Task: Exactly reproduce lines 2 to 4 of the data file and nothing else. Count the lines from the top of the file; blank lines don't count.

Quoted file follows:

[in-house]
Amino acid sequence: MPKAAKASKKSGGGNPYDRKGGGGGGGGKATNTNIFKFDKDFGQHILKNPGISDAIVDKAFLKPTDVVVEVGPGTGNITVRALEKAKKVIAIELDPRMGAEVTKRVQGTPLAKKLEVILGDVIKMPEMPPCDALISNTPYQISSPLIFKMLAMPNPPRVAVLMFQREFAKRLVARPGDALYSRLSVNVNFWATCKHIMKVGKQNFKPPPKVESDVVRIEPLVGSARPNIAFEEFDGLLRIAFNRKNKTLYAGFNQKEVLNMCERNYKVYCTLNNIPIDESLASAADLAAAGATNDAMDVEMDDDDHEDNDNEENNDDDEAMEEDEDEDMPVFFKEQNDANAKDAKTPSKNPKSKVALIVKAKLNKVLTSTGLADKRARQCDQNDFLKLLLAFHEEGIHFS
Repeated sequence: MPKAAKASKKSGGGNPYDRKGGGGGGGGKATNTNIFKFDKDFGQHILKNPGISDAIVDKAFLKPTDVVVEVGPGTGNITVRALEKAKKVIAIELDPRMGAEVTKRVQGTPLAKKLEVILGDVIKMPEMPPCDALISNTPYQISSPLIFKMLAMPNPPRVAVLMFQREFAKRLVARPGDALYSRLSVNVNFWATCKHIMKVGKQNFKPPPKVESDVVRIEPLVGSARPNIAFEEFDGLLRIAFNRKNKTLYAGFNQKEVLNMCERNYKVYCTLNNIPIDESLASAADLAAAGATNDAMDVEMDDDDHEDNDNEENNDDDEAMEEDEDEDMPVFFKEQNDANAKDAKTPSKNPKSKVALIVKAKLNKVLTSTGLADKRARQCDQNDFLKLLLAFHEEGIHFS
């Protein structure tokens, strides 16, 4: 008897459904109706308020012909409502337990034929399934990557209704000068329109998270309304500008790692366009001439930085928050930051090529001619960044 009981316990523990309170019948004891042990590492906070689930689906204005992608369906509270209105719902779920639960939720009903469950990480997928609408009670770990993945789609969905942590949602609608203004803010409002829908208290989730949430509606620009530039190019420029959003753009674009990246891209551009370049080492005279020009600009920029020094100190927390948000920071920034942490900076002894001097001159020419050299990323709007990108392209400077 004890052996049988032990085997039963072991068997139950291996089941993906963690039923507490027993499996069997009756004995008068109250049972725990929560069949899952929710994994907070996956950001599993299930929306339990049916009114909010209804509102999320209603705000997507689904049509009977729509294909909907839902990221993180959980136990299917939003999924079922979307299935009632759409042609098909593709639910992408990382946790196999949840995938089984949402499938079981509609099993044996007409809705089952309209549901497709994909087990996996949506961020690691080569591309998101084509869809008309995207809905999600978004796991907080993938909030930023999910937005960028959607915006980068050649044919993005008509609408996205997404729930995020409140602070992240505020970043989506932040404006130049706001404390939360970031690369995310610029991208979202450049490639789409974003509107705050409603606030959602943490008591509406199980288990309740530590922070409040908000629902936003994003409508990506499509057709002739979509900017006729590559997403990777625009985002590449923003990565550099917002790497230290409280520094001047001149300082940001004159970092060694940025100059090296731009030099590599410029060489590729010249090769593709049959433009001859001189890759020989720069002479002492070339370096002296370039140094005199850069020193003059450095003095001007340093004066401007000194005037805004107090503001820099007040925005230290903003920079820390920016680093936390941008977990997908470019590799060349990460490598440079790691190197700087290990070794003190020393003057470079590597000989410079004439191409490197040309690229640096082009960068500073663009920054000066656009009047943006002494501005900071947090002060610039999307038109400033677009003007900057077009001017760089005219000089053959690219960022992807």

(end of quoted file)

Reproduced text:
Amino acid sequence: MPKAAKASKKSGGGNPYDRKGGGGGGGGKATNTNIFKFDKDFGQHILKNPGISDAIVDKAFLKPTDVVVEVGPGTGNITVRALEKAKKVIAIELDPRMGAEVTKRVQGTPLAKKLEVILGDVIKMPEMPPCDALISNTPYQISSPLIFKMLAMPNPPRVAVLMFQREFAKRLVARPGDALYSRLSVNVNFWATCKHIMKVGKQNFKPPPKVESDVVRIEPLVGSARPNIAFEEFDGLLRIAFNRKNKTLYAGFNQKEVLNMCERNYKVYCTLNNIPIDESLASAADLAAAGATNDAMDVEMDDDDHEDNDNEENNDDDEAMEEDEDEDMPVFFKEQNDANAKDAKTPSKNPKSKVALIVKAKLNKVLTSTGLADKRARQCDQNDFLKLLLAFHEEGIHFS
Repeated sequence: MPKAAKASKKSGGGNPYDRKGGGGGGGGKATNTNIFKFDKDFGQHILKNPGISDAIVDKAFLKPTDVVVEVGPGTGNITVRALEKAKKVIAIELDPRMGAEVTKRVQGTPLAKKLEVILGDVIKMPEMPPCDALISNTPYQISSPLIFKMLAMPNPPRVAVLMFQREFAKRLVARPGDALYSRLSVNVNFWATCKHIMKVGKQNFKPPPKVESDVVRIEPLVGSARPNIAFEEFDGLLRIAFNRKNKTLYAGFNQKEVLNMCERNYKVYCTLNNIPIDESLASAADLAAAGATNDAMDVEMDDDDHEDNDNEENNDDDEAMEEDEDEDMPVFFKEQNDANAKDAKTPSKNPKSKVALIVKAKLNKVLTSTGLADKRARQCDQNDFLKLLLAFHEEGIHFS
């Protein structure tokens, strides 16, 4: 008897459904109706308020012909409502337990034929399934990557209704000068329109998270309304500008790692366009001439930085928050930051090529001619960044 009981316990523990309170019948004891042990590492906070689930689906204005992608369906509270209105719902779920639960939720009903469950990480997928609408009670770990993945789609969905942590949602609608203004803010409002829908208290989730949430509606620009530039190019420029959003753009674009990246891209551009370049080492005279020009600009920029020094100190927390948000920071920034942490900076002894001097001159020419050299990323709007990108392209400077 004890052996049988032990085997039963072991068997139950291996089941993906963690039923507490027993499996069997009756004995008068109250049972725990929560069949899952929710994994907070996956950001599993299930929306339990049916009114909010209804509102999320209603705000997507689904049509009977729509294909909907839902990221993180959980136990299917939003999924079922979307299935009632759409042609098909593709639910992408990382946790196999949840995938089984949402499938079981509609099993044996007409809705089952309209549901497709994909087990996996949506961020690691080569591309998101084509869809008309995207809905999600978004796991907080993938909030930023999910937005960028959607915006980068050649044919993005008509609408996205997404729930995020409140602070992240505020970043989506932040404006130049706001404390939360970031690369995310610029991208979202450049490639789409974003509107705050409603606030959602943490008591509406199980288990309740530590922070409040908000629902936003994003409508990506499509057709002739979509900017006729590559997403990777625009985002590449923003990565550099917002790497230290409280520094001047001149300082940001004159970092060694940025100059090296731009030099590599410029060489590729010249090769593709049959433009001859001189890759020989720069002479002492070339370096002296370039140094005199850069020193003059450095003095001007340093004066401007000194005037805004107090503001820099007040925005230290903003920079820390920016680093936390941008977990997908470019590799060349990460490598440079790691190197700087290990070794003190020393003057470079590597000989410079004439191409490197040309690229640096082009960068500073663009920054000066656009009047943006002494501005900071947090002060610039999307038109400033677009003007900057077009001017760089005219000089053959690219960022992807």